Yeah, I was really able to get most of it done during the day and then after you would go to sleep sometimes I would work a little bit after that.

You’ve worked at the V.A. for many years. How is working at a government hospital different from a private practice or private hospital?
Working at the VA, there’s definitely bureaucracy and it’s a different patient population. There’s no children, it’s historically been mostly men but now we see women too. Something I love about working at the VA is that when i see a patient and think a medical treatment is appropriate, the VA will pretty much cover it and we can get almost whatever medicine we want, except for cosmetic things obviously. That is a huge difference compared to the private practice world where there is so much money involved with the choice of treatment and the co-payments and conflict of interest, which I believe is a huge problem.

For example, at the VA, I never have to think about how much I’m going to receive if I do a biopsy on a patient, I just do what is needed for that patient. Whereas in private practice, even if physicians don’t really want to talk about it, I think there is conflict of interest when the higher number of procedures they do, the more money they make. And there is always a temptation, I think, for a little abuse there; so I love the freedom I have at the VA to just do what’s right for the patient. But the bureaucracy of it can get old.


As a professor, a big part of your job is also mentorship. What role has mentorship played in your career so far?
I think mentoring others has been a huge part of what has made medicine fun for me because it’s fun to show your enthusiasm to other people and really discuss it. Like right now, we have three research fellows that work with us for a year--they have fresh eyes to look at clinical problems and they actually come up with really good questions and help us look at things differently.

They have questions that come up and I can say, “Do you want to write a paper on that? Let’s look at the literature and synthesize it because I bet other people probably have the same question” or “Let’s write a protocol and see if we can get funding to answer that question.” So I love that part in the clinic--the nitty gritty--and it’s really, really fun to see those mentees now in their careers, whether it’s private practice or academics, to see where they go. It’s really cool, it makes me really proud of them.

What’s been a part of this job that you didn’t expect?
I did not expect the level of, sort of, personnel management that is required. You go to medical school thinking you’re just going to take care of patients, but there’s a lot more to running a clinic or a research unit and working with other people, motivating a team, keeping communication open, and at the same time maintaining a professional distance, to the job, which I think is actually really hard for women in workplaces.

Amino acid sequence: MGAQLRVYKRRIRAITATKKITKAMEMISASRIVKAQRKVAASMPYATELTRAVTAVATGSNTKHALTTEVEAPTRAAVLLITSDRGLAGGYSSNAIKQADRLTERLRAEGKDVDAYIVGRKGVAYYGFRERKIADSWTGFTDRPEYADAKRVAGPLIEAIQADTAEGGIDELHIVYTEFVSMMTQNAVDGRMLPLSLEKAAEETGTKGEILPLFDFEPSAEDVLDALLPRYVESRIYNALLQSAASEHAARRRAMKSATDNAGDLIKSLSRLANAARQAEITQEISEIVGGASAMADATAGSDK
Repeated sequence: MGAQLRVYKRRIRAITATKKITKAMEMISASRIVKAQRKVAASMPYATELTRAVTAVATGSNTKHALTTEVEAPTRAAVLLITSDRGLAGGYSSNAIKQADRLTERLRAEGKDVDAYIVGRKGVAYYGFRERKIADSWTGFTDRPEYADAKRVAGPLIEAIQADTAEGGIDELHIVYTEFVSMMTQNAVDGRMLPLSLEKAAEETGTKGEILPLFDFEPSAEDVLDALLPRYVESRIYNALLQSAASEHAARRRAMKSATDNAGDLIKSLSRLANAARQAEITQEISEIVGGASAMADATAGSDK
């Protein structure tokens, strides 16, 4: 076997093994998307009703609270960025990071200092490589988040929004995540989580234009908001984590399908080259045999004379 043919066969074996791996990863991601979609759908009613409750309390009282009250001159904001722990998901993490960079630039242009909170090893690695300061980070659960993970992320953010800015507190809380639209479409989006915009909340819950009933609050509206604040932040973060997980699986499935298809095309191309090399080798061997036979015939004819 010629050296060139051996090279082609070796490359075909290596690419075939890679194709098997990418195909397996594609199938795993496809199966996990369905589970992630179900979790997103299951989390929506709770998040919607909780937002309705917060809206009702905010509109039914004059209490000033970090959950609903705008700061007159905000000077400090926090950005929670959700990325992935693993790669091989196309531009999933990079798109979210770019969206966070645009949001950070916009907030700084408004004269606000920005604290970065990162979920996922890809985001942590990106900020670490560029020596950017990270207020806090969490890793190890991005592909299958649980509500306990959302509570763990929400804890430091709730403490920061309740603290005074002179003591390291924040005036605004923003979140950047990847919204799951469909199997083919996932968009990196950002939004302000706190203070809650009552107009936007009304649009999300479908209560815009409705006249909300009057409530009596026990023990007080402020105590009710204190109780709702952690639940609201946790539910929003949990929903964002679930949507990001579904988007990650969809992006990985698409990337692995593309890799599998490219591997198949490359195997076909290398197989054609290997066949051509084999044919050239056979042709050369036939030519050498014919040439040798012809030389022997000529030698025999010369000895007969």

I think women leaders are more often seen as a confidant. Like people will come to me and talk about personal problems whereas I think if I was a man, they wouldn’t do that. Sometimes you have to step back and say I am the Chief or the Director of this clinic and maintain some professionalism, and I think that balance is really hard. I didn’t expect that the personnel management bit would be such a big part of my career.

On a different note, What is your biggest advice for taking care of your skin?
(Laughs) My biggest piece of advice is to wear sunscreen. And START young! So many of the common skin problems are just related to UV damage. So basically sunscreen, minimal soap, and a basic moisturizer, ideally one with SPF in it so you don’t even have to think about putting it on. You don’t need a major cleansing routine with toners and exfoliants and multi- step processes, you want your natural skin oils to do some moisturizing and just use a gentle soap.

Ok finally, if you weren’t a dermatologist, what else would you be doing?
Well if you had asked me that when I was in college I would have said a yoga instructor or something in holistic health. If you asked me now, I might be a biostatistician. That’s someone who does the mathematical analysis of data, runs statistical tests to see if there are differences and models epidemiological data, I think that’s pretty cool.

I’m surprised you didn’t say being Bug (our dog’s) personal assistant!
Well that’s my side thing.

Okay, but what do you do? Please write your answer as if you’re explaining to your ten-year-old self.


Thanks so much, Dr. Mom! This was so special for me, and I feel so lucky to share it with our readers. If there’s anything I know, it’s that moms rock and sunscreen is IMPORTANT, and this interview strongly affirms the both. For more from the world’s coolest dermatologist, stay tuned next week for Dr. Warshaw’s super science How-To.